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Burn ban on DNR forestland east of Cascades starts July 1

Burn ban on DNR forestland east of Cascades starts July 1

Another warning in the face of the upcoming Fourth of July weekend – the Washington State Department of Natural Resources has placed a burn ban on all DNR-protected land east of the Cascades.

Starting July 1 and running until September 30, the burn ban applies to all forestland under DNR fire protection.

“The seasonally dry weather creates a greater risk for wildfires,” said Commission of Public Lands Peter Goldmark. “A burn ban helps to prevent them and protects forests, habitat and property.”

So far this year DNR has already had 172 wildfire starts, which have burned approximately 779 acres across the state.

The ban applies to all outdoor burning on DNR forestland with two exceptions:

Recreational fires in approved fire pits

Gas or propane stoves and barbecue grills

Fireworks and incendiary devices like exploding targets, sky lanterns or tracer ammunition are also illegal.

Washington sees largest growth in population since 2008

Washington sees largest growth in population since 2008

Is your neighborhood beginning to feel a little crowded? According to the Washington office of Financial Management, the state population has increased dramatically in the past year by an estimated 1.5 percent. That's 85,500 people!

Washington's population has been growing at an increasing rate, mostly due to migration. In 2013 the state saw a net gain of 49,200 people moving into the state, more than double the 21,600 from 2012.

Net migration accounts for 57 percent of the state's population growth this year, with natural increase (births minus deaths) responsible for the other 43 percent.

Seventy-five percent of the state's total population growth occurred in the five largest metropolitan counties: Clark, King, Pierce, Snohomish and Spokane who's economic activity continues to attract migrants.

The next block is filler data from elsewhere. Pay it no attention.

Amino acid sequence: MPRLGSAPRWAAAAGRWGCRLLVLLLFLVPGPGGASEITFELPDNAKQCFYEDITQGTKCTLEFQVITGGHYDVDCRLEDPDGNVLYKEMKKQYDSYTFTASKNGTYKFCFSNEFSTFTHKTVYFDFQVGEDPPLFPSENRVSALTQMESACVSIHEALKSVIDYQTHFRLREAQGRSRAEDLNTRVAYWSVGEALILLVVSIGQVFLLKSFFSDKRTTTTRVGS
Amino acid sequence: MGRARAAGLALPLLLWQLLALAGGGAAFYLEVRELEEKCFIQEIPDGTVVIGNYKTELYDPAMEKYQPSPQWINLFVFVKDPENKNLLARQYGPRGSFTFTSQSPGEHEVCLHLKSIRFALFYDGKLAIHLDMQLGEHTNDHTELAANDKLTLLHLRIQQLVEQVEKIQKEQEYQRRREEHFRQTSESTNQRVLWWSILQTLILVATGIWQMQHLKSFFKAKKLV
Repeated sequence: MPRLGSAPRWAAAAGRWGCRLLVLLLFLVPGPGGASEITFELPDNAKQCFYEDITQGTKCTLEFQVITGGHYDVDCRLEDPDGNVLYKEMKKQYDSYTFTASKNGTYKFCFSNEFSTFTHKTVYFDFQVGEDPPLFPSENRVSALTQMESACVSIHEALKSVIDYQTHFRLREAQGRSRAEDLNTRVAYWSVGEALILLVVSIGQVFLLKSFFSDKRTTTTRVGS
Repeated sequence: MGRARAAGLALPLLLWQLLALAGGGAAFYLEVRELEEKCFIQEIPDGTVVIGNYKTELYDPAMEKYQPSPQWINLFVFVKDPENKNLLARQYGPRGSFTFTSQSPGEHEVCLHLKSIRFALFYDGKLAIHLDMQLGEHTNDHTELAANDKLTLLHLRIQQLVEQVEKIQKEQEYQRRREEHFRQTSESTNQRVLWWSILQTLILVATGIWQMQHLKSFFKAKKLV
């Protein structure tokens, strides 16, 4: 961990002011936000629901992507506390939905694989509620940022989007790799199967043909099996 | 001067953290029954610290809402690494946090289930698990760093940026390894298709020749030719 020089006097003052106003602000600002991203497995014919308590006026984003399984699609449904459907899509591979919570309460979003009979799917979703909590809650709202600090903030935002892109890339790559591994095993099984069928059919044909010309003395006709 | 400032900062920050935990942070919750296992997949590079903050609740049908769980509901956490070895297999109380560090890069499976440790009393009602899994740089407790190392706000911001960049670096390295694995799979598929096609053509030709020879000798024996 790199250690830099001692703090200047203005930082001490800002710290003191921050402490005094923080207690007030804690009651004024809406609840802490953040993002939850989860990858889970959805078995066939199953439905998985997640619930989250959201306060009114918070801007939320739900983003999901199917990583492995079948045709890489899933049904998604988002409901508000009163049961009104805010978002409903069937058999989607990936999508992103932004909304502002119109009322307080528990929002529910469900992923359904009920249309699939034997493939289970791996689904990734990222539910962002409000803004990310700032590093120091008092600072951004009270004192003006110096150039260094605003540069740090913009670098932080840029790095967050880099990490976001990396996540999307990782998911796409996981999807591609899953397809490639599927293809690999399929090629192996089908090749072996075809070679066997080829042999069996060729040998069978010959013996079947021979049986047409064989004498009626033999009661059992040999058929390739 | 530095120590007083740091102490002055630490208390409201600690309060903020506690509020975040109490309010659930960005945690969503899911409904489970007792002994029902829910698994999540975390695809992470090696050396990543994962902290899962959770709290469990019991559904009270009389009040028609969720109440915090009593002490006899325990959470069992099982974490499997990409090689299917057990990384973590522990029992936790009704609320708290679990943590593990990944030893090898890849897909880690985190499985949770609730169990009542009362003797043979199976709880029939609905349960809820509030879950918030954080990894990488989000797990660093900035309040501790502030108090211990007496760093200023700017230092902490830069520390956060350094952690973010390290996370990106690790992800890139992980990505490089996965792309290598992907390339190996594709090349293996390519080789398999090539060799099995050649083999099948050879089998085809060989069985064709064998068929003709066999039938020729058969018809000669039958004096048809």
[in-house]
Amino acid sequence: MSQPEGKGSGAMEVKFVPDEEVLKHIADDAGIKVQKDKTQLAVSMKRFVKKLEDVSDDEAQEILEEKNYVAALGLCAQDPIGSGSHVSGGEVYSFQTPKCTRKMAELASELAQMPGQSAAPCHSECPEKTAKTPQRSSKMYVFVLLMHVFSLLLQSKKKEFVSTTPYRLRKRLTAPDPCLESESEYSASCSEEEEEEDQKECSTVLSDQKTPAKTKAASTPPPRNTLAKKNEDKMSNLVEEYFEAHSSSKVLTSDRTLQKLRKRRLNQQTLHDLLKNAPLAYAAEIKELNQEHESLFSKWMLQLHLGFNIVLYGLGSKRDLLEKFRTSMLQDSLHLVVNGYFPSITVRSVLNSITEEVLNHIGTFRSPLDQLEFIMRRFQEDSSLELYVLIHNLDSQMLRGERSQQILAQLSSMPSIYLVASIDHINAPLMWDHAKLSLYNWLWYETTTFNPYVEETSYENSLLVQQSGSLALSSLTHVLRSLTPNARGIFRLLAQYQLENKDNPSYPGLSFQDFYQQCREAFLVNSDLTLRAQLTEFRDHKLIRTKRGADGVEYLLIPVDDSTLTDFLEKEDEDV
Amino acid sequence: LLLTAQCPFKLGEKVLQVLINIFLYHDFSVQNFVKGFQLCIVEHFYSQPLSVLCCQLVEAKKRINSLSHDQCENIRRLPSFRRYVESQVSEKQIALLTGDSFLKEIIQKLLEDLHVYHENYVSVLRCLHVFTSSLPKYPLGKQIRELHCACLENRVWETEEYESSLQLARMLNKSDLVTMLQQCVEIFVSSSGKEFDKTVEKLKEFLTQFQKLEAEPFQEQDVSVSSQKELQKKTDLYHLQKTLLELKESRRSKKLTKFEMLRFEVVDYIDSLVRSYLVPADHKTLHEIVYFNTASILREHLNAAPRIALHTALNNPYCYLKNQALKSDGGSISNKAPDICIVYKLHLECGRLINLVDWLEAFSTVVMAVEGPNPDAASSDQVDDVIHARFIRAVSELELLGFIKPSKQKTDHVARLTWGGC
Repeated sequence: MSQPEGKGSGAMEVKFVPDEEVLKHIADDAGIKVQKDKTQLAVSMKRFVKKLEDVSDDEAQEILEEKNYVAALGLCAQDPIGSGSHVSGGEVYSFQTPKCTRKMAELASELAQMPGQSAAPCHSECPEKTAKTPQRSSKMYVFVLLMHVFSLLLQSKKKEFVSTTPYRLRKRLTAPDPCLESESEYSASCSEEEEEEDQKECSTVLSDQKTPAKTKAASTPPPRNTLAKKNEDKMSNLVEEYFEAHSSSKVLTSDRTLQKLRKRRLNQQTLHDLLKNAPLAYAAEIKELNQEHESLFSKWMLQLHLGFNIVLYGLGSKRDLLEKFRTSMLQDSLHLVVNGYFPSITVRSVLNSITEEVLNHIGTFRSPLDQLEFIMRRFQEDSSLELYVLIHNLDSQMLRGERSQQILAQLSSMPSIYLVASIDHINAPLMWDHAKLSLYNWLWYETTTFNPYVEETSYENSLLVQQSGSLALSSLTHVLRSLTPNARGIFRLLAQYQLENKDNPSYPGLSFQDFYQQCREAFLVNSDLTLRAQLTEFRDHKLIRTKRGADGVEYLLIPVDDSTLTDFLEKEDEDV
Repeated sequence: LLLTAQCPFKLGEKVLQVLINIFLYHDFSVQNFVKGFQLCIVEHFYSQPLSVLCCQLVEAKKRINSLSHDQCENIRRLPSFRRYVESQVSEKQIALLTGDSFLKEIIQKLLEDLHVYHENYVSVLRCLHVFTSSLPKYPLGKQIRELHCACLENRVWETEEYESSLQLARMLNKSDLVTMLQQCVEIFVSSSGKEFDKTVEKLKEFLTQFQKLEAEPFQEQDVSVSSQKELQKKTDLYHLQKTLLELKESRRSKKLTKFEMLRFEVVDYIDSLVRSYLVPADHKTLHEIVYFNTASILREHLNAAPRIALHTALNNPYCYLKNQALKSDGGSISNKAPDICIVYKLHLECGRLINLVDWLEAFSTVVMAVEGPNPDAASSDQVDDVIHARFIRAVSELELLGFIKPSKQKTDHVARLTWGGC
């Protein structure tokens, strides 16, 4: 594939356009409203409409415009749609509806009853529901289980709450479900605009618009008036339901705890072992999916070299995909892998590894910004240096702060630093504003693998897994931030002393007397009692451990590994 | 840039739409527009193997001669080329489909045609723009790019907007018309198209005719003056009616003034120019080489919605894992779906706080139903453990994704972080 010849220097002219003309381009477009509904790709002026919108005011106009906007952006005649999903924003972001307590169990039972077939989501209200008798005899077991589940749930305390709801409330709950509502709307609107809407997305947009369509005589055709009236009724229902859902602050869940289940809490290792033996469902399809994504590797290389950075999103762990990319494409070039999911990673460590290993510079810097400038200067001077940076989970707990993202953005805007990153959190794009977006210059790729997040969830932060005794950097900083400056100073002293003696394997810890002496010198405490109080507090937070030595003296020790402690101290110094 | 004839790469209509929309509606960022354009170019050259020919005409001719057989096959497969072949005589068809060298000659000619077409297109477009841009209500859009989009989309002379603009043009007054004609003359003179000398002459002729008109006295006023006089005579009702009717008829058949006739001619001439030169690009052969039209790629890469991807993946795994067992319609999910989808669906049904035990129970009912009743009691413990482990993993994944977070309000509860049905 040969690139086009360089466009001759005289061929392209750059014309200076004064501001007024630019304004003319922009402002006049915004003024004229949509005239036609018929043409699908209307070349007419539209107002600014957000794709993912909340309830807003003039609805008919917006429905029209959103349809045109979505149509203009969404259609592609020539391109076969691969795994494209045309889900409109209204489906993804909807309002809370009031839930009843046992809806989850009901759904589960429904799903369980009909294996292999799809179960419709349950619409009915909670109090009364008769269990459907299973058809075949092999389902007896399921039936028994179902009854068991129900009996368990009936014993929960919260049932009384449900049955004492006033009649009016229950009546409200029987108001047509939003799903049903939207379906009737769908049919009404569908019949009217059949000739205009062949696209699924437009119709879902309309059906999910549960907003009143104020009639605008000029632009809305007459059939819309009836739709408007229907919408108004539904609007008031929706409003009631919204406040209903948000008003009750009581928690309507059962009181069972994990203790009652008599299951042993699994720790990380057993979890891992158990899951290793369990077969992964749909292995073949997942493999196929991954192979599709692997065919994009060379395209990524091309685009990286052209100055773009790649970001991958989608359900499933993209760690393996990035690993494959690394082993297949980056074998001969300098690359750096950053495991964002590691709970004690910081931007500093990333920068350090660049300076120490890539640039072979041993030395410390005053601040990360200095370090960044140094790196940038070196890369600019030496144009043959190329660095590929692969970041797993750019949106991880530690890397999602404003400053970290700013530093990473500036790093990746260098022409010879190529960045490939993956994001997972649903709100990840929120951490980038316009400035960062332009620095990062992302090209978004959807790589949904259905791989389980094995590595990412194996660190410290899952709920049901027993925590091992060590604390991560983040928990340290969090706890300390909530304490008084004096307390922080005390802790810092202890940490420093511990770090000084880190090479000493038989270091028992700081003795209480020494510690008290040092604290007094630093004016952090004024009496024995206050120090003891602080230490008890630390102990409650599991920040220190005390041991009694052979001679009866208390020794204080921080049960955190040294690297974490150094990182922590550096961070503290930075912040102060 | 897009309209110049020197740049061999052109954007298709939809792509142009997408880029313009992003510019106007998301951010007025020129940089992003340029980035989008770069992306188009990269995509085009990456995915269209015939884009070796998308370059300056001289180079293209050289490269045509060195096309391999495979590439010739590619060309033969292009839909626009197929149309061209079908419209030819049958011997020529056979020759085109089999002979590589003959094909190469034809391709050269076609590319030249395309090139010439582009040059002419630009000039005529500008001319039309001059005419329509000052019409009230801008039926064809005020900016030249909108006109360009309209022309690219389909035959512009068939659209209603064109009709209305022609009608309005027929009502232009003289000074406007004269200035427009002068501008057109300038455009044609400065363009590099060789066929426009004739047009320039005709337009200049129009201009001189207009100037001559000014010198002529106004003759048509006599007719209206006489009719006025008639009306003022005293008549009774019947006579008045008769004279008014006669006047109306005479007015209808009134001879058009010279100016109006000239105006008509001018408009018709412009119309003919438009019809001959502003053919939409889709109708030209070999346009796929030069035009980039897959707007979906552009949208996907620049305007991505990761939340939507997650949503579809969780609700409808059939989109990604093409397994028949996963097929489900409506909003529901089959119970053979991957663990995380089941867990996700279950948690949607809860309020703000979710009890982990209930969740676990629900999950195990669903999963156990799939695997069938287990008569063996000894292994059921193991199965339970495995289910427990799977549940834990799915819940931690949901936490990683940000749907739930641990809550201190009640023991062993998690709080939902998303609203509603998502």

Lewiston man dies in weekend plane crash

A 29-year-old man died when the aircraft he was piloting crashed near a private landing strip south of Lewiston.

The Nez Perce County sheriff's office tells the Lewiston Tribune the victim was Bryce Winterbottom of Lewiston.

The single-seat aircraft crashed in a wheat field at about 8:15 a.m. Saturday. Winterbottom died at the scene.

Based on witness reports, the sheriff's office believes the plane crashed due to engine failure. A final determination has not been made.

Washington man dies in Idaho rafting accident

A 50-year-old Washington state man has drowned while on a Boy Scout-sponsored whitewater rafting trip on the Salmon River in western Idaho.

The Nez Perce County sheriff's office tells the Lewiston Tribune that Joseph R. Kane of Poulsbo, Washington, drowned Friday afternoon after he and his son were thrown from a raft.

The rafting guides recovered Kane's son and then found Kane floating face down. Cpl. Jerry Florence estimated Kane had been in the water for 10 to 15 minutes.

Raft guides and passengers performed CPR for an extended period of time until emergency responders arrived at about 1:15 p.m. Friday. Kane was pronounced dead at the hospital in Lewiston.